The blind hemming foot has a blade in the center that makes for perfect alignment during the stitching process. It is also great for edgestitching!
I'm going to demonstrate blind hemming using Jennifer Paganelli's gorgeous Lee Paisley from the So St. Croix line. I finished the raw edge using my serger, but you could also zig-zag stitch or even make a 1/4" fold.
Fold the hem to the desired width. I'm using my handy dandy cardstock template to make a 1.25" fold. Up to this point, I haven't done anything differently than I would for a regular straight stitched hem.
Lay your fabric out with the right side facing up and the bottom folded edge pointing towards you.
Lift up the top edge of the fabric up and pull it towards you, making a fold that is about 1/4" from the finished edge (note: if you made an initial 1/4" fold instead of edge finishing, this new fold should be in line with the raw edge).
Here is a side view - the fold makes a Z shape.
Press to set the fold.
Put on your blind stitching foot, and set your machine to the EKG looking stitch shown above. The width and spacing of this stitch can be adjusted, and depending on your machine, you may be able to adjust the needle position in this setting. Before you hem your garment, optimize on scraps to get the stitching as invisible as possible.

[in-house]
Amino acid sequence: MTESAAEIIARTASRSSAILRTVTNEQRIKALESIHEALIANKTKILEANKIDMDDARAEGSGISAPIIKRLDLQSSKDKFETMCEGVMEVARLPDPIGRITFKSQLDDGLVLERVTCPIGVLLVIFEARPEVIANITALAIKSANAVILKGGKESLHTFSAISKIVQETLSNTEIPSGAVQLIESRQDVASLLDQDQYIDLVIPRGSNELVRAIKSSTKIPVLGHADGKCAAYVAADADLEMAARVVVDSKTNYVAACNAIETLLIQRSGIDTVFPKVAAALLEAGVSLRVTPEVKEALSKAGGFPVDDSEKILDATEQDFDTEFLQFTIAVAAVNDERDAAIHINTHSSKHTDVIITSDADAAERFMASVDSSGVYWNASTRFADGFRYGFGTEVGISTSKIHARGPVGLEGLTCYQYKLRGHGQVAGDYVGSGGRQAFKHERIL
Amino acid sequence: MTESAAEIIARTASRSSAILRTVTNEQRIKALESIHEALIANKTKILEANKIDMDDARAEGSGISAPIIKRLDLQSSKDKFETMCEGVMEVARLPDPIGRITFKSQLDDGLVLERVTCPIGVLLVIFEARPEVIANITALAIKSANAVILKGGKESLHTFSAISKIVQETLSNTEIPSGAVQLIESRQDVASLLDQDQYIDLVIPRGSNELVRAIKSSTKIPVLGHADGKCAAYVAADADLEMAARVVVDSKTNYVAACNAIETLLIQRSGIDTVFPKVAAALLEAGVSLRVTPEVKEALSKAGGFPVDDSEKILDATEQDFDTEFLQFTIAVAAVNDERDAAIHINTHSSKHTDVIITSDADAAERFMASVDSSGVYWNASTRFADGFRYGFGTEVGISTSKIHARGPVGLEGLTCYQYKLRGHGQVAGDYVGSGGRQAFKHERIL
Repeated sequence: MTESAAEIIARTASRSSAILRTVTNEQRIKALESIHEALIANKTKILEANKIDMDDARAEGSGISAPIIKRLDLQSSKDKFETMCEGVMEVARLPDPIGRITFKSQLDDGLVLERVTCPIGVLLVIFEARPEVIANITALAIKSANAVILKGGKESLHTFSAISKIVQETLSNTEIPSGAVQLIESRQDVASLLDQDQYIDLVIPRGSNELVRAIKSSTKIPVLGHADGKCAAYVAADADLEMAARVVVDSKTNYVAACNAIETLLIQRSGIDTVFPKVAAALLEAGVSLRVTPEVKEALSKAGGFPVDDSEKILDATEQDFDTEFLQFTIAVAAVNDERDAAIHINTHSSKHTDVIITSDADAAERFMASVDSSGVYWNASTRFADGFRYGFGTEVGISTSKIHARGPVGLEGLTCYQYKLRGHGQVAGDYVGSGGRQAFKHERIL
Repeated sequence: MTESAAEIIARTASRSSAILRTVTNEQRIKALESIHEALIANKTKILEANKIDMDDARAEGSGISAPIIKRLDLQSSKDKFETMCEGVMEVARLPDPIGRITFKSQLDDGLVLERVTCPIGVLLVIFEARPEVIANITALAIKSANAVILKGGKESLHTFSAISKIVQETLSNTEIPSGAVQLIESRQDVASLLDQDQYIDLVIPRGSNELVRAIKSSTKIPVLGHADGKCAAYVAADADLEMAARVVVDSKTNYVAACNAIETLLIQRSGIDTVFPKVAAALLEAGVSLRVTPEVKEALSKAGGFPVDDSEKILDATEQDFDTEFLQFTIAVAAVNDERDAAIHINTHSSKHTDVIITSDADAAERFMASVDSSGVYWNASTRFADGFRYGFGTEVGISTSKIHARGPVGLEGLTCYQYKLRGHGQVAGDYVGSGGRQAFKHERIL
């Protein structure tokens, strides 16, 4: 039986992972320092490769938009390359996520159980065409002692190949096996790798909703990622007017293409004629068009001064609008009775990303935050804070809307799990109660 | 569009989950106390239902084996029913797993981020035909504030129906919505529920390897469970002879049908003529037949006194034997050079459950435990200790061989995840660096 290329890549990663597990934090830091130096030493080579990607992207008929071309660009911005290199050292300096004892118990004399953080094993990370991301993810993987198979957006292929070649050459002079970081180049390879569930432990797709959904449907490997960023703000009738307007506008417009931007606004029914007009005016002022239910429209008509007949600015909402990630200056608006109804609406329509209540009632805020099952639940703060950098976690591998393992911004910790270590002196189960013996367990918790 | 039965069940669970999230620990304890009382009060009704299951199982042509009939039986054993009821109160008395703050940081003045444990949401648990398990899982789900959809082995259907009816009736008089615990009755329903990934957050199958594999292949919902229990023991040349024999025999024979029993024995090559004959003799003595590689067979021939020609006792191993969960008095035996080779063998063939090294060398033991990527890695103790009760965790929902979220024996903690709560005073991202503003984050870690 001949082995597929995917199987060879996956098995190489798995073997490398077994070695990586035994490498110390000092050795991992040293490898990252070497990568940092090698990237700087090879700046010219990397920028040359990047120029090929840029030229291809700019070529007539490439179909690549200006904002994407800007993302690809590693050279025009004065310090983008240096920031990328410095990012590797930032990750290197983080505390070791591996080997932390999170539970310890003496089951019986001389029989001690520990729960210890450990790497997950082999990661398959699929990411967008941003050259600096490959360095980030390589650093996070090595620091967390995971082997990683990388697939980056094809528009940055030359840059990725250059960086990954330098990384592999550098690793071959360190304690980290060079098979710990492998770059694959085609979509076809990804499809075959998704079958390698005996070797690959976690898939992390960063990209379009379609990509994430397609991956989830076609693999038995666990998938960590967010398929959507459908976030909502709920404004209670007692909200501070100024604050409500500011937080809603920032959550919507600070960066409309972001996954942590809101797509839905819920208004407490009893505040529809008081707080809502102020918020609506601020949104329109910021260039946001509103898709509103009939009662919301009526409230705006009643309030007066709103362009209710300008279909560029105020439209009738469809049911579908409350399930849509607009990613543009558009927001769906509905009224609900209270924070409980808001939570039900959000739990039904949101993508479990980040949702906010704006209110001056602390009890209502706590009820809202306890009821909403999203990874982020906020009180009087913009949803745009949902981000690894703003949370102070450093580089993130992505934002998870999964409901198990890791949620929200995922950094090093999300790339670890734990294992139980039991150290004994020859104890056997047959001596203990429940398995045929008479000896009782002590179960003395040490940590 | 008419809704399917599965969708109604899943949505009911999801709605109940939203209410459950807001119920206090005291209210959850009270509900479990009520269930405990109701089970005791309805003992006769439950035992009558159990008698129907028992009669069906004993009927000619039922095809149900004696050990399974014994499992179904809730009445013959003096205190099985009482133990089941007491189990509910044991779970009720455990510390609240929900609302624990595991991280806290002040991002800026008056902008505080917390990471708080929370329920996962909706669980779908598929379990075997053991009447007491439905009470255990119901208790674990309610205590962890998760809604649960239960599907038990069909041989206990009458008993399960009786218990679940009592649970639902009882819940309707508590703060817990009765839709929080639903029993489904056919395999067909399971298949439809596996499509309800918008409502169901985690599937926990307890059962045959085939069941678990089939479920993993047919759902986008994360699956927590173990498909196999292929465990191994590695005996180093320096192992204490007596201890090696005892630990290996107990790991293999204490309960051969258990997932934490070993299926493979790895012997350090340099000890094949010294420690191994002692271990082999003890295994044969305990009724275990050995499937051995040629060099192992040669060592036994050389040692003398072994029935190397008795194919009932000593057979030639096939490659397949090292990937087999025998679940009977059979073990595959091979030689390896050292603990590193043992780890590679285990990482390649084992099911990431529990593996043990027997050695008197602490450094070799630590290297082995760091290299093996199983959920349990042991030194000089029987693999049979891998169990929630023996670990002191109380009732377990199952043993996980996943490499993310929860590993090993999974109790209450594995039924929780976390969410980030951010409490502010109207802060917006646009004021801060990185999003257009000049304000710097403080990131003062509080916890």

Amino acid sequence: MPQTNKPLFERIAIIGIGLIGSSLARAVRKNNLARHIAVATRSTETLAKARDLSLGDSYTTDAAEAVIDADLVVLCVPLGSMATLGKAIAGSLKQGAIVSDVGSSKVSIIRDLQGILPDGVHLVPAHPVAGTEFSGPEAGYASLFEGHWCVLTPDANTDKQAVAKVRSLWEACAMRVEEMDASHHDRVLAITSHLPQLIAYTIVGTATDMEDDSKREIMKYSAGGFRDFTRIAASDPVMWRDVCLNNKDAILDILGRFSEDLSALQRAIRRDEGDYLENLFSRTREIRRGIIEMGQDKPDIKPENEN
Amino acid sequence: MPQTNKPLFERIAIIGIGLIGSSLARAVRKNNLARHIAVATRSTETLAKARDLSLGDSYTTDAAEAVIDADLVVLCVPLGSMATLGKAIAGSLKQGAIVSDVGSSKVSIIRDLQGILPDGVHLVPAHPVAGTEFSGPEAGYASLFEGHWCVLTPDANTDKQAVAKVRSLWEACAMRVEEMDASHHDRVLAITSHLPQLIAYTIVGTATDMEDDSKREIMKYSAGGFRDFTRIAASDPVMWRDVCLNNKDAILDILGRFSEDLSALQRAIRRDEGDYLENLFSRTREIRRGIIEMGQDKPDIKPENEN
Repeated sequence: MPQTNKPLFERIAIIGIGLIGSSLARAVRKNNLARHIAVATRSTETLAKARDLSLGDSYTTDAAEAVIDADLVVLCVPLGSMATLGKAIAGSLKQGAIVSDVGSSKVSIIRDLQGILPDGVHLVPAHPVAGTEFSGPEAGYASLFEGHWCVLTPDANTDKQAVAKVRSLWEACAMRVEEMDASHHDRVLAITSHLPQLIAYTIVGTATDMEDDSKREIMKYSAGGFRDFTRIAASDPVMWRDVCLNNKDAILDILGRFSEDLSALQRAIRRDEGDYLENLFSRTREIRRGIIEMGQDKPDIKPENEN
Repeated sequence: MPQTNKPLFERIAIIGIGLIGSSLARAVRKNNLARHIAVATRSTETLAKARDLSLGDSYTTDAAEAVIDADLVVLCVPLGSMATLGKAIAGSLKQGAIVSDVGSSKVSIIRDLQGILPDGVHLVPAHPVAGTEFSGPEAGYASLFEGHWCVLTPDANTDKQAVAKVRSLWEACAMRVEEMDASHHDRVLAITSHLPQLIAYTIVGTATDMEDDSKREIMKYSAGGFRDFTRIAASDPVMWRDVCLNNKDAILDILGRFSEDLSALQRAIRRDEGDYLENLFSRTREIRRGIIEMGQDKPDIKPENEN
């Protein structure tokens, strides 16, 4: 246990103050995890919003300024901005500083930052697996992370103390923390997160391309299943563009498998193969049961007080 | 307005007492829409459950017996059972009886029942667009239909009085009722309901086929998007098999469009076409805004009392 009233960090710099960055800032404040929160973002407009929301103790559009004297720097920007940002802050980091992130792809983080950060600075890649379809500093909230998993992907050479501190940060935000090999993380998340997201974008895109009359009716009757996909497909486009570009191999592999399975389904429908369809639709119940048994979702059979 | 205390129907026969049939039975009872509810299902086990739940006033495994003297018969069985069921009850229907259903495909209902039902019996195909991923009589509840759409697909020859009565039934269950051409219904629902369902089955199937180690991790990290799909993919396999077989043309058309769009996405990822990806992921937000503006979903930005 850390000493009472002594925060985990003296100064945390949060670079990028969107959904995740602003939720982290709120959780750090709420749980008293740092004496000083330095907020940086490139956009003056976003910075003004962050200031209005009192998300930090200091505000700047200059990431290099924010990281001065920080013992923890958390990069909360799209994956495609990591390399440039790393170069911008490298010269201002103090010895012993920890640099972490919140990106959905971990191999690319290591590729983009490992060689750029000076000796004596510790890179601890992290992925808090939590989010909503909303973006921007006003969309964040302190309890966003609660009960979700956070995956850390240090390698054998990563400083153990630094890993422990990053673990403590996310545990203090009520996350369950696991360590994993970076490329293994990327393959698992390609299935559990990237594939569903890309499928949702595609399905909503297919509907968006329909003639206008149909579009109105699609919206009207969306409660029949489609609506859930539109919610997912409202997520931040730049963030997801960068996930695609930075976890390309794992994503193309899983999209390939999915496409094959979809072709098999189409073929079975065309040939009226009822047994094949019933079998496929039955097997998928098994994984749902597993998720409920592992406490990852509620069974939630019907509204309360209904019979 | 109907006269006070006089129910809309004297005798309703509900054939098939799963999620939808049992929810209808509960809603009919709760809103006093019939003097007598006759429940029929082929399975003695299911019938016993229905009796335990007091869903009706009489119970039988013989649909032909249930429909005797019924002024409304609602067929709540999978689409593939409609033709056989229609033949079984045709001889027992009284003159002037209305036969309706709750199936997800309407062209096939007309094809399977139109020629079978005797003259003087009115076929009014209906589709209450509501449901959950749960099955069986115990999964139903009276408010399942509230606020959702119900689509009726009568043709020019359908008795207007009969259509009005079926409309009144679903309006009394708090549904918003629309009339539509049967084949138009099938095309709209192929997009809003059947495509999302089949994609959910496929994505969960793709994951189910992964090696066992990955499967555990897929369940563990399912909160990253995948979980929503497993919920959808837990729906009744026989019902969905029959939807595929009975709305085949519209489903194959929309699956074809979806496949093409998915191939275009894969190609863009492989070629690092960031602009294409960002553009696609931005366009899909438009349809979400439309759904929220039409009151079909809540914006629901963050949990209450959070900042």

Put the fabric under the presser foot, lining up the blade with the top folded edge. Stitch along, keeping the blade flush with the fold.
Most of the stitching will be about 1/8" from the outer edge (or outer fold, if you made an initial 1/4" fold), but every few stitches the needle will jump over and "catch" the material at the fold.
After flipping the fold back and pressing the hem, this is what the wrong side will look like...
...and this is what the right side looks like! Keep in mind I'm using contrasting thread - matching thread would be much less noticeable.
Here is a hem using a longer stitch length - even less obvious! The goal is to get as little thread as possible showing on the outside, so definitely play with your stitch settings. With thick fabrics like wool, the stitching might not show at all because the needle can catch the fibers without going through to the other side.
For more info on hemming and garment sewing in general, head on over to the Sew Mama Sew Blog. And be sure to leave a comment so you can win some of those great prizes!